Part 2: Green Paint Standards Protect IAQ and Occupants
Part 4: Paints Product Showcase
Green Paint Standards Protect IAQ and Occupants
By Loren Snyder - October 2010 - Paints & Coatings
Historically, paints have been a repository for all kinds of chemicals that might prove harmful to humans.
In part, this concern led to the formation of certifiers who address the need to test for VOCs and air quality.
Greenguard Indoor Air Quality Certification, for example, requires testing for all volatile chemicals that off-gas from products. Out of the more than 10,000 VOCs that products can release into the air, the organization has set limits for 364 of them. The limits are based on 10 percent of the Threshold Limit Values set by the American Conference of Government Industrial Hygienists.
To address the vast number of VOCs that have not been studied for their human health effects and have no regulated limit, Greenguard requires that the total sum of all VOCs off-gassing from products does not exceed 0.5 mg/m3.
"Health science cannot keep up with the exponential number of new compounds being introduced in the marketplace every day," says Bloech. "But we believe that exposure to these compounds should be severely limited until we know they are safe."
Bloech explains that this is a precautionary measure. "After all, the U.S. only recently classified formaldehyde as a carcinogen — despite using it freely for decades," he says.
The process Green Seal uses for its paint standard, GS-11, is based on a similar line of thinking.
"The first edition of the GS-11 standard prohibited 25 chemicals such as toluene, benzene and formaldehyde," says Chipperfield. "But with the rapid growth of formulation technology, Green Seal wanted to expand this list to eliminate the possibility that a chemical could be used that was as harmful or potentially worse than the 25 chemicals on the list."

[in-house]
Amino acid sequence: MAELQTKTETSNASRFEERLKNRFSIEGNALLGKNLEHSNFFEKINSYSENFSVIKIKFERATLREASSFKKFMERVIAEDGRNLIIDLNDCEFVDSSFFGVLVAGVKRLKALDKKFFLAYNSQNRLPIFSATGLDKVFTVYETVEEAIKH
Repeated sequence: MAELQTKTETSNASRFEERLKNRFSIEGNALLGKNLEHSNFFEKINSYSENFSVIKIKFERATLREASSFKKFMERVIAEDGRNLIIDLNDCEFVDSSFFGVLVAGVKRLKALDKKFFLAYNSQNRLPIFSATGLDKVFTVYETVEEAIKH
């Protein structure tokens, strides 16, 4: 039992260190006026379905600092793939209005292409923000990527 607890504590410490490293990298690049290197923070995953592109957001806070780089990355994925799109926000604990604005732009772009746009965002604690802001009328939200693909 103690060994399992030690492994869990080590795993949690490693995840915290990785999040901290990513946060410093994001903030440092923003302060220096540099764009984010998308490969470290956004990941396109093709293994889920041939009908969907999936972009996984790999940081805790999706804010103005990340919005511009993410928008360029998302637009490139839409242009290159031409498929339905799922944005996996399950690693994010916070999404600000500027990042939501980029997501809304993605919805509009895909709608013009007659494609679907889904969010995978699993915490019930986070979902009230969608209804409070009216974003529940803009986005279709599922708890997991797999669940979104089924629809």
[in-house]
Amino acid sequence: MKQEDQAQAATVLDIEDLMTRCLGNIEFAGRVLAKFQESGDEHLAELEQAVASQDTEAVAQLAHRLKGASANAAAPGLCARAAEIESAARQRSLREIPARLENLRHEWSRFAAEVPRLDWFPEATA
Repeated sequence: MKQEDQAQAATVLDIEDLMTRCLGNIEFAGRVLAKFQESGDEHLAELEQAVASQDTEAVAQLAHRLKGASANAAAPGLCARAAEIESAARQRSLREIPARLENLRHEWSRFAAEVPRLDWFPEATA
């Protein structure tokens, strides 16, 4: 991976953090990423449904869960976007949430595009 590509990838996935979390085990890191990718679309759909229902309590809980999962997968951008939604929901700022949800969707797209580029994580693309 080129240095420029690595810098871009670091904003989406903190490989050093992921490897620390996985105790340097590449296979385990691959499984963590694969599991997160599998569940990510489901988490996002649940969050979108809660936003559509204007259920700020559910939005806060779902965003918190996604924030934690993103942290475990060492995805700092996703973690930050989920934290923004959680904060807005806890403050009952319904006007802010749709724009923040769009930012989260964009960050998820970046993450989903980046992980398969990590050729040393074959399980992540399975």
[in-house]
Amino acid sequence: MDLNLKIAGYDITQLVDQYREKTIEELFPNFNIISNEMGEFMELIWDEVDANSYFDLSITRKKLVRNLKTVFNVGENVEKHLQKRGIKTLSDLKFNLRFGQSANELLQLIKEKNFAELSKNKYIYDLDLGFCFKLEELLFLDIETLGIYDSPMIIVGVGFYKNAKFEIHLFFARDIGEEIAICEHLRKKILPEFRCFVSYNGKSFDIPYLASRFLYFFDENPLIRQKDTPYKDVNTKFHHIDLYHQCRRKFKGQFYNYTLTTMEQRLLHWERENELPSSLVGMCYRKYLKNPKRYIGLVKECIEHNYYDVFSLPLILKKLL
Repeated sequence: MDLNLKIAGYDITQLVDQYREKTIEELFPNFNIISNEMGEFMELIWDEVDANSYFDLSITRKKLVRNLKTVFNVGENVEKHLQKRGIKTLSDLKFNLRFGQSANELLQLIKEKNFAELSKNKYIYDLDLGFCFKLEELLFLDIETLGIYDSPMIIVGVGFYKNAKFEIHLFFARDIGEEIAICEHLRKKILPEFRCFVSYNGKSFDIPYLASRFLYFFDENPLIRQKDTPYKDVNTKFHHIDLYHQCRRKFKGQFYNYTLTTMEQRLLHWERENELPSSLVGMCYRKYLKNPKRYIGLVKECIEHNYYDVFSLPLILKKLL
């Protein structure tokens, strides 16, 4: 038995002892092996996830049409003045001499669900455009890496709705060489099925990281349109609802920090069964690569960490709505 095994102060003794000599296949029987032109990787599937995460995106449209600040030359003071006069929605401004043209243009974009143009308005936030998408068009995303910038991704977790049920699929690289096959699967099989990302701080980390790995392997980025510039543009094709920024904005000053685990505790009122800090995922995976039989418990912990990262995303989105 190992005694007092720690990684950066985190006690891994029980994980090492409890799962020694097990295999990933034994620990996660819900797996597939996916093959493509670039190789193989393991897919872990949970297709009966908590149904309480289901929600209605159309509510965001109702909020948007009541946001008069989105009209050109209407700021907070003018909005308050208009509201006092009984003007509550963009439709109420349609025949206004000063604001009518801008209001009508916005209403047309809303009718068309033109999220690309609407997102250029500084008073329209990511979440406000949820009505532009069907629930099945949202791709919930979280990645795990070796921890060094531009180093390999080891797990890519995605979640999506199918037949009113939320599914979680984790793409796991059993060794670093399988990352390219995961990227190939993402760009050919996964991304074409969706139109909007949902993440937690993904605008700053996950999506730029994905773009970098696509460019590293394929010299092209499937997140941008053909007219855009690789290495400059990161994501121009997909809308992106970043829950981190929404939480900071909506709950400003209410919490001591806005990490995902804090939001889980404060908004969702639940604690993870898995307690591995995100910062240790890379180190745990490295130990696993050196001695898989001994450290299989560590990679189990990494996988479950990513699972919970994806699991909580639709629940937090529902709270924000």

By including a more comprehensive list of prohibited chemicals, she says, the standard removes these loopholes and ensures paint formulas are safer. Hazardous air pollutants and ozone-depleting compounds are prohibited during certification, as are carcinogens, mutagens and reproductive toxins.
And although low- or zero-VOC paints have experienced increased sales, Chipperfield says many shoppers are not aware that they can increase the VOC levels by adding colorants to the base paint. For most paints, the darker the tint, the higher the VOC of the final blend.
Impact on IAQ
Because paint is a frequent coating on interior surfaces, the greenness of any given paint product is a major contributor to indoor air quality.
Bloech puts it this way: "Often, when we think of green labels or certifications, we think of the impact a product may have on the outdoor environment — i.e., carbon footprint, outdoor smog formation, water pollution, etc. Unfortunately, a product's impact on our indoor environments — where we spend 90 percent of our time — and our health is often overlooked or assumed to be minimal."
The U.S. Environmental Protection Agency attributes the following symptoms to VOC exposure, and lists paint as the first source for VOCs: eye, nose, and throat irritation; headaches, loss of coordination, nausea; damage to liver, kidney, and central nervous system.
Some VOCs can cause cancer in animals, according to EPA, and some are suspected or known to cause cancer in humans.
Keeping Kids and the Sick Safe
The Collaborative for High Performance Schools is an excellent source for facility managers in institutional and educational settings. The organization's product database is still in beta form, and not many paint products are listed, but it can serve as an additional resource for facility managers on the hunt for low-emitting paints.
Greenguard also certifies to more stringent standards via its Children & Schools certification. The program addresses products and materials used in buildings intended for more vulnerable populations, such as children, the elderly and the immuno-compromised. Therefore, the chemical emission limits are more stringent.
In essence, the program shaves total VOC limits, and all products certified in the program have to meet one-half of California's Chronic Reference Exposure Levels (CRELs), which are the threshold limit values for VOCs set by California under the Section 01350 specification.
— Loren Snyder